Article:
Brick mayor replies to anti-Jewish tweet, then gets backlash
BRICK — Mayor John Ducey is learning that it's not easy responding to constituents in 280 characters or less.
His reply to a Twitter user who complained about Jewish people in township parks was widely criticized on the social media platform this week.
The Democratic mayor responded to the furor by eventually acknowledging his mistake.
The episode comes amid a growth in the population of his township's neighbor, Lakewood, which has a predominately Orthodox Jewish population, coupled with a rise in anti-Semitic incidents in the area.
The state Attorney General's Office this month called on Facebook to monitor comments on the Rise Up Ocean County page, which state and local officials have criticized for fomenting hate against Jewish people.
The office's Division on Civil Rights said it found posts and videos on the page that said “we need to get rid of them like Hitler did,” “when they resist, bulldoze them” and “the gang war has begun.”
The uproar over Ducey began on Tuesday when the since-deleted user @simms10471 tagged the mayor asking: "can we please do something about our parks and beaches. They are being invaded by the hasidic and orthodox jews and being ruined. Our tax paying residents are being forced out while politicians sit and do nothing."
Ducey's reply: "Our parks security has started already. Just call police with any problems and they will send them out."
Huffington Post journalist Yashar Ali tweeted a screenshot of the exchange, noting — as many others did — that Ducey makes no mention of the tweeters anti-Semitic tone."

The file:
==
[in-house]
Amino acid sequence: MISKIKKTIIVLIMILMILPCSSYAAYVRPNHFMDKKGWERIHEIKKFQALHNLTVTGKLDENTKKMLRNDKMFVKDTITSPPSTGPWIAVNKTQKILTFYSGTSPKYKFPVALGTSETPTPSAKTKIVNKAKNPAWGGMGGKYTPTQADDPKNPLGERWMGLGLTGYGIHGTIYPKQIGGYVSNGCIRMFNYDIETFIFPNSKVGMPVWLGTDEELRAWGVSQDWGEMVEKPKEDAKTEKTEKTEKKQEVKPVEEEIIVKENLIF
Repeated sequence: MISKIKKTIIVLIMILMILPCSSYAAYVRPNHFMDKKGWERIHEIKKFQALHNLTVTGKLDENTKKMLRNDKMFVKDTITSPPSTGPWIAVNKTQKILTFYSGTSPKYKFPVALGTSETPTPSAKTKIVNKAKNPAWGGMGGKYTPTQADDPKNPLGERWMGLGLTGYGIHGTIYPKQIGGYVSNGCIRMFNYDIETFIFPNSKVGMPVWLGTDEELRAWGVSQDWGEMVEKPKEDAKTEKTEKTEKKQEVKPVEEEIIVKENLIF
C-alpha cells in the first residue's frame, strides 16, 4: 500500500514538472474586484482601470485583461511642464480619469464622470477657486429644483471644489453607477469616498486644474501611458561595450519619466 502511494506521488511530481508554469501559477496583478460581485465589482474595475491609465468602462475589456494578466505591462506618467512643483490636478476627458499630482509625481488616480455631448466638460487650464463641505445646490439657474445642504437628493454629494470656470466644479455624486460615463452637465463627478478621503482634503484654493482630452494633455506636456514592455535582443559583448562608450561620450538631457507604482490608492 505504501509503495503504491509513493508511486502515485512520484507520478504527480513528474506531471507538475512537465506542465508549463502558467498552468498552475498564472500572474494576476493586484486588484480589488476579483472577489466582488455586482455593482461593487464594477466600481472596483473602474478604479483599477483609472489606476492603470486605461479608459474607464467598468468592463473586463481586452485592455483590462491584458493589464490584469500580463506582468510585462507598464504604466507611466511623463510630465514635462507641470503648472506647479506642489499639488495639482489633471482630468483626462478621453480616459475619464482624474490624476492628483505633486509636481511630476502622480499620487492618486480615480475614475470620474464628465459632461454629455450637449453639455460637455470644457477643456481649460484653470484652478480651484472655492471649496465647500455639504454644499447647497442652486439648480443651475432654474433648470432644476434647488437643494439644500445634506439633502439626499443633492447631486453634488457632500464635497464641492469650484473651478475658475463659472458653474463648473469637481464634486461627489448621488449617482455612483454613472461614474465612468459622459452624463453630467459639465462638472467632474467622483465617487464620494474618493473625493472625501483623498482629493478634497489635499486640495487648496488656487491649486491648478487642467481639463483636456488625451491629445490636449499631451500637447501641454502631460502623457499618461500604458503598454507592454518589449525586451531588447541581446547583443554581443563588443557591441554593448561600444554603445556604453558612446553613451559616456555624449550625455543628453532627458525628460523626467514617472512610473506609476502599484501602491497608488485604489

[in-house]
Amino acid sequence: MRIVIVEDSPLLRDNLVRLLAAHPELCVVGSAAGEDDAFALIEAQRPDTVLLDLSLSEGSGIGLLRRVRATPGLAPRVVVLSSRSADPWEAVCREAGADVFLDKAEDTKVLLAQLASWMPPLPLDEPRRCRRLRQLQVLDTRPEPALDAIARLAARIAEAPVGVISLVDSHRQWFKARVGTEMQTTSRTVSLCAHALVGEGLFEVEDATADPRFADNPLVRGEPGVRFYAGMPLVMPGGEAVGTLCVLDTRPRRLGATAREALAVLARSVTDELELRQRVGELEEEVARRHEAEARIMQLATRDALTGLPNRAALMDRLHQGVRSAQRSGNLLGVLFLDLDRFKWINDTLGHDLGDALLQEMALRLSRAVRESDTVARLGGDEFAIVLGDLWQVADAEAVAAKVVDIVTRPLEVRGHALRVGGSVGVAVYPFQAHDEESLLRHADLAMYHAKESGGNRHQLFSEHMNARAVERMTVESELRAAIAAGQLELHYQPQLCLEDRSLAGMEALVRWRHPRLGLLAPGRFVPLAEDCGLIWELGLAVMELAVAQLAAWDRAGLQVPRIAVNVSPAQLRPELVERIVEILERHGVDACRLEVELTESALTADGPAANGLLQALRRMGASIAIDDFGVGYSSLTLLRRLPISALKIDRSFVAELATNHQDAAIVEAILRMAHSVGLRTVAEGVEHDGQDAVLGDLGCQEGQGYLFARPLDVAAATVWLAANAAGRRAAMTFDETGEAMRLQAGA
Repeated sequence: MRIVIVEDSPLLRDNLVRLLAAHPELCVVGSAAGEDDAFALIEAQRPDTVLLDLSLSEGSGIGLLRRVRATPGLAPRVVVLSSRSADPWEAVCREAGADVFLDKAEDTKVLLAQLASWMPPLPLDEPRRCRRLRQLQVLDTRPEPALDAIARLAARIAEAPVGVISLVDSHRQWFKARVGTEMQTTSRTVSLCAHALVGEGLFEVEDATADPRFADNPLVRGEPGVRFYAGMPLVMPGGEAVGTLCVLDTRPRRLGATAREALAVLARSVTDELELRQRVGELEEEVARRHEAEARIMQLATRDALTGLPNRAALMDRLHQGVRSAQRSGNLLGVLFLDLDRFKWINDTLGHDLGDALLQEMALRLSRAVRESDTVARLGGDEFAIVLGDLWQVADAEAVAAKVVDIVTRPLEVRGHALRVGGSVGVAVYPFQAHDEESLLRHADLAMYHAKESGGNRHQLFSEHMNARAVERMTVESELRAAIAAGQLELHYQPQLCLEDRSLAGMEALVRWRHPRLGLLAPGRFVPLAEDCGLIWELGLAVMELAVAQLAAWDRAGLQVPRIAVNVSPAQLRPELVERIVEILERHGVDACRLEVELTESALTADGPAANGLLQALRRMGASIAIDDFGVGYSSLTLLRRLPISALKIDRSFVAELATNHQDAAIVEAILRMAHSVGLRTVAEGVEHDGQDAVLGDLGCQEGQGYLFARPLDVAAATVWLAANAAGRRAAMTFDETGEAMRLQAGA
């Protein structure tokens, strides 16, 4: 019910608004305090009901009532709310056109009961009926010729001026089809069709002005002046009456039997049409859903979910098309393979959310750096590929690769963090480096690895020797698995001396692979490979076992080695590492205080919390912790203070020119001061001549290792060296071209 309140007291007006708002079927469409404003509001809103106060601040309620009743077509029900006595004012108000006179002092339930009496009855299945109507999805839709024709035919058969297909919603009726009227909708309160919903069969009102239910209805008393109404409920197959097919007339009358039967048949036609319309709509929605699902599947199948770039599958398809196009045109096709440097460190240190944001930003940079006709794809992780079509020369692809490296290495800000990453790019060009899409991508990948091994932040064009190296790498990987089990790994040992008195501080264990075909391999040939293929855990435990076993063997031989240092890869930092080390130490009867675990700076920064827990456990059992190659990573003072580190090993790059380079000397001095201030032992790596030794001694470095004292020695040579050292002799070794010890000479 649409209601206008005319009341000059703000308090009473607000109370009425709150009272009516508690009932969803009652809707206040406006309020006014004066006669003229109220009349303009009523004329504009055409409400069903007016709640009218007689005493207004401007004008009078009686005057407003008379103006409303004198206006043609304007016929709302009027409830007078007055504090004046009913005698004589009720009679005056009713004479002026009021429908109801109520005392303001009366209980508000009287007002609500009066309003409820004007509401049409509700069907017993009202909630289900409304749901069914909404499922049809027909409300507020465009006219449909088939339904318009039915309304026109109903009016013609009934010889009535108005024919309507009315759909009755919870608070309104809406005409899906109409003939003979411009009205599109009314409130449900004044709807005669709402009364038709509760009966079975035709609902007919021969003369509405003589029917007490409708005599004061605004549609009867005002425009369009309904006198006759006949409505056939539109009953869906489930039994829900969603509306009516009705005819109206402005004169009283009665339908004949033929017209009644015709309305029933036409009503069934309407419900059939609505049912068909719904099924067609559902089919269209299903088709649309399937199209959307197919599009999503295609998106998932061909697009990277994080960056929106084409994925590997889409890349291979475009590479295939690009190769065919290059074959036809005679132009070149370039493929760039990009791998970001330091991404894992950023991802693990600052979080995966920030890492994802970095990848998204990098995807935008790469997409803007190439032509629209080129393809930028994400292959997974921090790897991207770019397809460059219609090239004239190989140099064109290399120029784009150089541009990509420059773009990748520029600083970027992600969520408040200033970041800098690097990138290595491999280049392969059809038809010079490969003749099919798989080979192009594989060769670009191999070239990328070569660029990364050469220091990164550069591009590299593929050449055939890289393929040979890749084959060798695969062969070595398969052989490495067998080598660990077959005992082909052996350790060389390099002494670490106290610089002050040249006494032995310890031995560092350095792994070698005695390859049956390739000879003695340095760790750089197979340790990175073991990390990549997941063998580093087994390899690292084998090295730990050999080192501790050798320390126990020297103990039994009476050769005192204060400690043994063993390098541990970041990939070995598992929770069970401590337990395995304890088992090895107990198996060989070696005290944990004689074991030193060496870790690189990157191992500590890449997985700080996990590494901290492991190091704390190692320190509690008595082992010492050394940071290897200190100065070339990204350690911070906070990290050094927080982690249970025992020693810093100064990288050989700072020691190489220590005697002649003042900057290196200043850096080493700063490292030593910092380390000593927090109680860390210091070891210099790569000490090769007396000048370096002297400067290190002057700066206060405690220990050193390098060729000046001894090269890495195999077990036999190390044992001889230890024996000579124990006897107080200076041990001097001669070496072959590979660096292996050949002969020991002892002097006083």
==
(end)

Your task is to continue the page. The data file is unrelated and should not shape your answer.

The account for the Jewish Voice called Ducey an "antisemite" for telling "a likely constituent that because Orthodox Jews live in the neighborhood and use public parks and beaches, that they should 'call police' and they will 'send them out' for being Jewish.
"Sick. Resign now!"
Ducey, who initially was perplexed by the outrage, began responding to the criticism.
"C’mon that’s not fair," Ducey said in response to the Jewish Voice tweet. "The tweet was if there are problems call the police and they will send the parks security out. You are making a huge stretch to create controversy."
One Twitter used said that they "get what you’re trying to do, sir," but "I think you would have been better off simply not replying."
After Ducey explained that "I have full transparency so I respond to all tweets," the user told Ducey he was "opening yourself up for people misrepresenting your words. If you’re not clear enough for people’s likings, or they’re looking to condemn or be offended, this post is just a result of that."
Ducey agreed: "Yes definitely needed more care here."
In a later Tweet, Ducey added a forceful rejection of bigotry.
He also explained that he "did not want to acknowledge the bigotry because that would give the commenter the power in the subject." In hindsight, however, Ducey said that he "obviously failed in the big picture."
"I’ve done pretty well for 6 years but this is a learning experience," he wrote.
Sergio Bichao is deputy digital editor at New Jersey 101.5. Send him news tips: Call 609-359-5348 or email firstname.lastname@example.org.